Ka Mo'olelo Moana: Sandmaking Parrotfish Have Interesting Lives
Source: The Maui News
April 1, 2012
"Last month's article focused on sand: what it is and where it comes from. It is an interesting topic to know more about and is sure fun to think about when at the beach, ankle deep in the product of the parrotfish's hard work. The uhu, or parrotfish, is praised for being the proverbial sand factory, but it is worth mentioning that without one you may not have the other.
This family of primarily herbivorous fish when fully grown ranges in size from the 12-inch yellowbar parrotfish to the 28-inch ember parrotfish, the largest in Hawaii. The vibrant colors of the supermale (yes, that is what he is called) are stunning and their stocky figure makes them easy to spot.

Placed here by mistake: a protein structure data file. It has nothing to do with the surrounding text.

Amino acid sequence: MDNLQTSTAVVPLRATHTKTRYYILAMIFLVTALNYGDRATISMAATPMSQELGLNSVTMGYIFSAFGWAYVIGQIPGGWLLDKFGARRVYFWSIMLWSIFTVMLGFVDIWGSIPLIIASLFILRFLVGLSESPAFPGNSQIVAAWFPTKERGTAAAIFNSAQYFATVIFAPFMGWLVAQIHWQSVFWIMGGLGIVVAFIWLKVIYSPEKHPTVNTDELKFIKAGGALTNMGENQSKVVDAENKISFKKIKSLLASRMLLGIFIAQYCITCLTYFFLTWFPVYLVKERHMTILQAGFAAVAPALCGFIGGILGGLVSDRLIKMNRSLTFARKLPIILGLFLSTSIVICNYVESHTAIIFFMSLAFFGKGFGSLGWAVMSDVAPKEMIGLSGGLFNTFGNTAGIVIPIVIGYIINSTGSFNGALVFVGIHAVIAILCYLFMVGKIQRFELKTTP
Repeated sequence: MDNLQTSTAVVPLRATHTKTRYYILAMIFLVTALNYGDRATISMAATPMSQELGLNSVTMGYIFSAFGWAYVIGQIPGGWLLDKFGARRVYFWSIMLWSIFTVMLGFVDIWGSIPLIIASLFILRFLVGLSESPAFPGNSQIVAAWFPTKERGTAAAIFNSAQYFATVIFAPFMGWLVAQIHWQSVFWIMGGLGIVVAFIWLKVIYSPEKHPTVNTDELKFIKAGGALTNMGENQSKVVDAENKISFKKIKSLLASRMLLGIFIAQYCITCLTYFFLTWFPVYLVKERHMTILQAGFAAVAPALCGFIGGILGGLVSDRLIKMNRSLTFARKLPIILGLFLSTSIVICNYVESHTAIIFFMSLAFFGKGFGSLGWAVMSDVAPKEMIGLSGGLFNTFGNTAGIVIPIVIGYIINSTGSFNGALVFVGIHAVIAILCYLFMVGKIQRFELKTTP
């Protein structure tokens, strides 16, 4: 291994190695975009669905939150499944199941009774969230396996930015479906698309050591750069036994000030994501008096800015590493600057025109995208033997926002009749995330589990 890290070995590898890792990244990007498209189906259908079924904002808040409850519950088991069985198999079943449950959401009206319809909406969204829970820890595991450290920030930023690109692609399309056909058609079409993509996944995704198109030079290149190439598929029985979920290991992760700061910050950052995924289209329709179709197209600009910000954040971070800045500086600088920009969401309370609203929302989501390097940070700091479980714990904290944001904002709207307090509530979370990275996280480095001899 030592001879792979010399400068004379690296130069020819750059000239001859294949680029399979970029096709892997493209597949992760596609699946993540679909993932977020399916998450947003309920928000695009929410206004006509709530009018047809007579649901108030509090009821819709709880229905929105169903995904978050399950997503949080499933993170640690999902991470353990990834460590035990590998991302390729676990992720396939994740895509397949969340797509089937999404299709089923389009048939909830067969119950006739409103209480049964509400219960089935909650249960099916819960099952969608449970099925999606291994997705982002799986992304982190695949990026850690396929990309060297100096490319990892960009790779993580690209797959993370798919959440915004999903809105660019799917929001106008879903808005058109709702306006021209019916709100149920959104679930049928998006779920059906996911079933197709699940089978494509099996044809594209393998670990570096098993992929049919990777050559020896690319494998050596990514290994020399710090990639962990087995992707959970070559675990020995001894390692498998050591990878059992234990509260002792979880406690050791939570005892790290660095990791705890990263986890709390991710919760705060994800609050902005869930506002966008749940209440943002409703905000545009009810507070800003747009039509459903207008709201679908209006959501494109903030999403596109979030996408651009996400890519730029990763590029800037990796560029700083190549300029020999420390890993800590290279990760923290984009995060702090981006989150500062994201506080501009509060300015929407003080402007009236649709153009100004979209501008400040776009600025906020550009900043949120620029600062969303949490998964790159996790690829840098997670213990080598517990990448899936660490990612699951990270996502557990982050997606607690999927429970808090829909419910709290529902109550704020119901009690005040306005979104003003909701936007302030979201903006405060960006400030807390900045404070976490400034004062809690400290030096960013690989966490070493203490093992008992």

Parrotfish live in harems so if you spot a vibrantly colored male, look at the fish close by. They will likely be the same shape but are smaller and noticeably less colorful. These are the females, initial phase males, and juveniles, which can be red, gray or a combination of both. Within each harem is a hierarchy and there is a dominant female."
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